Interestingly, the World’s Columbian Exposition, as it was formally titled, held significance for Catholics for reasons other than its promise to attract large audiences. Commemorating the four-hundredth anniversary of Christopher Columbus’s arrival in the New World, the Columbian Exposition offered American Catholics an opportunity to shore up their Americanness; bankrolled by Spain’s Catholic monarchs, Ferdinand and Isabella, Columbus’s 1492 expedition west was in their minds the Catholic analog—not to mention antecedent—to the Protestant pilgrims’ landing at Plymouth Rock in 1620.

To summarize, then, the 1893 Catholic Educational Exhibit sought to demystify the goings-on of a school system that had been forged as a rejection of public schools. But the conditions that made the creation of a Catholic safe-haven necessary in the nineteenth and early twentieth centuries had more or less vanished by the middle of the twentieth century. The election of a handsome, articulate Irish Catholic to the highest post in the country in 1960 dispelled much of the anti-Catholic prejudice that had hung over earlier decades. John Fitzgerald Kennedy was seen to implicitly defy Catholic stereotypes. He was an athletic and well-groomed WWII hero, not, in the words of Dr. Maria Mazzenga, “weird, foreign, dirty, [or] oddly ritualistic.” [11]

Around the same time, the Second Vatican Council (1962–1965) championed considerable changes within the Church that ultimately left many Catholics feeling at sea. As Carleen Reck synopsized in 1991: “In past years, Catholics often were identified in terms of fish on Fridays, fasting during Lent, and Latin in the Mass. These identifiers became obsolete when Vatican II urged the voluntary practice of external penance and wider use of the vernacular.” [12] In short, by the 1960s, Catholics were no longer sharply defined either externally or internally. Without a yang to their yin, Catholic schools started to lose sight of their sense of self. As past president of Catholic University Father William J. Byron, S.J., put it: “There is nothing like the presence of an external enemy to solidify a community in shared identity and mutual support. Catholics are more comfortable in the United States today. They are less rigid about their religious practice.” [13] As subsequent generations melted in the proverbial pot of American society, Catholics “became, with some exceptions, indistinguishable from white, Protestant America.” [14]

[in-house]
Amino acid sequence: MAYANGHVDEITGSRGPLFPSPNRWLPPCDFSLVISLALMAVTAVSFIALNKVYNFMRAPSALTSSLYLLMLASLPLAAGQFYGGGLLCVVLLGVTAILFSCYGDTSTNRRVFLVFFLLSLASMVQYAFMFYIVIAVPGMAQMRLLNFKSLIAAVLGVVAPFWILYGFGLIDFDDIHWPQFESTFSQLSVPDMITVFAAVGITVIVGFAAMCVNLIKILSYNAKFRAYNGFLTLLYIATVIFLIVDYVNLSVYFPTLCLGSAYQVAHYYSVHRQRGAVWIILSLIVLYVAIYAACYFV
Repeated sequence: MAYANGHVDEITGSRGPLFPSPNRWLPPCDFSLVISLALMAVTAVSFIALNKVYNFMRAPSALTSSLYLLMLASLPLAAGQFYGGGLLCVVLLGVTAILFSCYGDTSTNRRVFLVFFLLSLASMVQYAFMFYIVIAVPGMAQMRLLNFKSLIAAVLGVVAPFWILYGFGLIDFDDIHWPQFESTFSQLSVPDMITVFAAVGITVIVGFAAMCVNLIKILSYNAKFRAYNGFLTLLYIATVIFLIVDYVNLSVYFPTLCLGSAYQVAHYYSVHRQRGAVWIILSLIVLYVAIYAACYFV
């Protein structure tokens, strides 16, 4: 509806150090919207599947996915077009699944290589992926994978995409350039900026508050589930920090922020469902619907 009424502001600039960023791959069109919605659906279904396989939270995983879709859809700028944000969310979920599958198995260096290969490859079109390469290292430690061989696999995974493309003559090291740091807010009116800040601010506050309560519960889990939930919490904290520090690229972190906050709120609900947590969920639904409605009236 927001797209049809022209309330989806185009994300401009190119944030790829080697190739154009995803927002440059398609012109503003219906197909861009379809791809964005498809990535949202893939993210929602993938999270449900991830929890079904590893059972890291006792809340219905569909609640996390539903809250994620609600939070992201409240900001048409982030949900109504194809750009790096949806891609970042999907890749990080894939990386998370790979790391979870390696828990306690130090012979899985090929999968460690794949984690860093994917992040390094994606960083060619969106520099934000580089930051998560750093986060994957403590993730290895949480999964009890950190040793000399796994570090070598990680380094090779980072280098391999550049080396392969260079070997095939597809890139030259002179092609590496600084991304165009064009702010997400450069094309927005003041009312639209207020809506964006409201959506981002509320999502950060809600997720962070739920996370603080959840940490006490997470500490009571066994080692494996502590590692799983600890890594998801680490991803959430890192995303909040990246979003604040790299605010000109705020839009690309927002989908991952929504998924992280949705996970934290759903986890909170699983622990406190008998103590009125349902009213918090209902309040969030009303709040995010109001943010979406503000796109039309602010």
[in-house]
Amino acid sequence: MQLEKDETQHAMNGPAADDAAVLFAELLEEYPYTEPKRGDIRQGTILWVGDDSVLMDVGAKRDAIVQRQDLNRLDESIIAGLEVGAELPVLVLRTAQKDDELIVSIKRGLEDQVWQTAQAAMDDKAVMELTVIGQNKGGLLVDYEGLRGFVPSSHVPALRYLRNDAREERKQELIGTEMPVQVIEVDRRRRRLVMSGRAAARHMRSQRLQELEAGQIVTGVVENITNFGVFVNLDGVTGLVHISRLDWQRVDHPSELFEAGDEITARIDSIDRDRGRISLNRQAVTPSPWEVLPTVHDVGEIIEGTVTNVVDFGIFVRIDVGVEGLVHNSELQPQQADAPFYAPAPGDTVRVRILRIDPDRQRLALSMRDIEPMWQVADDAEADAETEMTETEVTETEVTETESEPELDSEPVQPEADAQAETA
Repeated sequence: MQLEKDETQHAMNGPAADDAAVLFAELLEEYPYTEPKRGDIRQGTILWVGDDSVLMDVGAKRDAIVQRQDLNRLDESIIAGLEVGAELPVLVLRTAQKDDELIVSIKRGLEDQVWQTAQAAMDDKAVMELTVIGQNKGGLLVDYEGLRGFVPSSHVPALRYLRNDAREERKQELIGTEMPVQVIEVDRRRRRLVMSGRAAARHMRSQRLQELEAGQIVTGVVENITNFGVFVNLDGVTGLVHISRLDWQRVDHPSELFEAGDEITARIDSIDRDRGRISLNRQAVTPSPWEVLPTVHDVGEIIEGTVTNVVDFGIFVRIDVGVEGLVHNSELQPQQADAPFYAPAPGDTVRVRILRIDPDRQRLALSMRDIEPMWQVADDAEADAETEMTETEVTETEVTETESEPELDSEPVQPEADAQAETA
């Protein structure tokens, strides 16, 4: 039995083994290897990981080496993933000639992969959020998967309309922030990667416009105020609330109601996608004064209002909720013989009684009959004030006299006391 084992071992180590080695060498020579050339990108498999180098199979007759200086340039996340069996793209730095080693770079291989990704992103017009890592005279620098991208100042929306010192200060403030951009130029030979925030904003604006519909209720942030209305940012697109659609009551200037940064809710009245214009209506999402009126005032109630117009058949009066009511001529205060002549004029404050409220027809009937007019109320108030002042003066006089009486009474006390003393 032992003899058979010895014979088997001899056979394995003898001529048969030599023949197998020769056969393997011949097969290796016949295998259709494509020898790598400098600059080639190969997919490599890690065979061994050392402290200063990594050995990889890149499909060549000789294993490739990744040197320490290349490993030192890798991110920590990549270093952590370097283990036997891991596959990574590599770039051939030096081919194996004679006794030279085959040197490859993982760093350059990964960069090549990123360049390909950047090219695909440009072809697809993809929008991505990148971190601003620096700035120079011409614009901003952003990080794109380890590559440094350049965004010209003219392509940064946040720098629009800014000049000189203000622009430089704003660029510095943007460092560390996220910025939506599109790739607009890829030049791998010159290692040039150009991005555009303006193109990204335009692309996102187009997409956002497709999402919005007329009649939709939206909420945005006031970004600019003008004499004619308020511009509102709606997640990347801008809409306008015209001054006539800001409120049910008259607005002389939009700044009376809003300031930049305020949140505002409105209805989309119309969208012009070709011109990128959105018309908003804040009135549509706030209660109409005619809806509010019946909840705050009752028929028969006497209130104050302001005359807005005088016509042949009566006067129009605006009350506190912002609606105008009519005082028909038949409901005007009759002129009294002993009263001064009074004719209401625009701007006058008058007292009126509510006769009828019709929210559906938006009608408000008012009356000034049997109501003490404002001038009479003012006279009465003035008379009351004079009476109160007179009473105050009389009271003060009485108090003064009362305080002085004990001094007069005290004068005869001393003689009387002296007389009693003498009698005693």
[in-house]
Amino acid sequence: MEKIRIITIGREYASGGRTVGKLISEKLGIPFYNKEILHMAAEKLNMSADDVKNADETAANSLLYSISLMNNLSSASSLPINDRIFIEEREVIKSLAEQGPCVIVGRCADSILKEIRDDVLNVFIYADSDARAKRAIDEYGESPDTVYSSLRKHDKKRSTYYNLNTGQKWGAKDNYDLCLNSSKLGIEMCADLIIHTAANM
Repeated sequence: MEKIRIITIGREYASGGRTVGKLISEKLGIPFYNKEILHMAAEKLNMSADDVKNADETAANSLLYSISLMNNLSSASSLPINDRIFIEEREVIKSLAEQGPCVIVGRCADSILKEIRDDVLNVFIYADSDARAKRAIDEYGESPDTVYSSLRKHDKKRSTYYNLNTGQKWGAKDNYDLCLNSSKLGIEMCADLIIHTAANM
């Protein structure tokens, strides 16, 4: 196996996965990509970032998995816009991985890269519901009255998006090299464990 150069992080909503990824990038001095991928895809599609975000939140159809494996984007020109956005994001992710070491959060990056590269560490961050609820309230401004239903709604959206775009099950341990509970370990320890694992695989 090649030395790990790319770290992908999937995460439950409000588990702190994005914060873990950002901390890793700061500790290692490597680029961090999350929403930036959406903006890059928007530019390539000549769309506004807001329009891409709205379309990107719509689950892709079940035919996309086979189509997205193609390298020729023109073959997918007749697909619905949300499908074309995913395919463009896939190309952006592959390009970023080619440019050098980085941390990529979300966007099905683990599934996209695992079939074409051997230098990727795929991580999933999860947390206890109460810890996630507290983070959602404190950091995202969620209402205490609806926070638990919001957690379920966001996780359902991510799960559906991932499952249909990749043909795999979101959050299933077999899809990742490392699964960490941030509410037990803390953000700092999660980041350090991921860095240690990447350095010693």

[2] Sarah K. Nytroe, “Pulling Back the “Veil Which Now Covers Our Schools”: The Catholic Educational Exhibit, 1892–1893,” Church History and Religious Culture 93, no. 1 (1 January 2013): 29, accessed January 6, 2021, https://doi.org/10.1163/18712428-13930103.

[3] The Catholic Educational Exhibit at the World's Columbian Exposition, Chicago, 1893: Illustrative and Descriptive (Chicago: J.S. Hyland, 1896): 4, https://hdl.handle.net/2027/gri.ark:/13960/t1sg0mj4k.

[4] Neil G. McCluskey, Catholic Viewpoint on Education (New York: Hanover House / Doubleday & Co., 1959), 19.

[5] Timothy Walch, Parish School: American Catholic Parochial Education from Colonial Times to the Present (Washington, D.C.: National Catholic Educational Association, 2003), 2.

[6] A quick note about the term “parochial.” As Neil McCluskey points out in Catholic Viewpoint on Education (1959): “Though the term ‘parochial’ is commonly interchanged with the term ‘Catholic’ in reference to the schools, they do not mean the same thing. A Catholic parochial school is a parish-sponsored school; a Catholic school may be either a parochial school or a private, independent institution” (p. 73). This distinction is important because it helps underscore the shift from community-based ethnic schools in the early twentieth century to tuition-dependent private schools in the latter twentieth century.

[7] Walch, Parish School, 62.

[8] Walch, 57-62.

[9] Harold A. Beutow, Of Singular Benefit: The Story of Catholic Education in the United States (New York: Macmillan, 1970), 290.

[10] In her 1995 article “Identify Formation and the Process of “Othering,”” Lois Weis suggests that othering “serves to mark and name those thought to be different from oneself” (p. 17).

[11] Elizabeth Bruenig, “Biden Could Be Our Second Catholic President. Does It Matter?” The New York Times (23 September 2020), https://www.nytimes.com/2020/09/23/opinion/biden-catholic-president-2020.html

[12] Carleen Reck, “Catholic Identity,” The Catholic Identity of Catholic Schools: Catholic Schools for the 21st Century (Washington, D.C.: National Catholic Education Association, 1991): 21.

[13] Walch, Parish School, 243.

[14] Bruenig, “Biden Could Be Our Second Catholic President,” https://www.nytimes.com/2020/09/23/opinion/biden-catholic-president-2020.html


Allowed tags: <p>, <a>, <em>, <strong>, <ul>, <ol>, <li>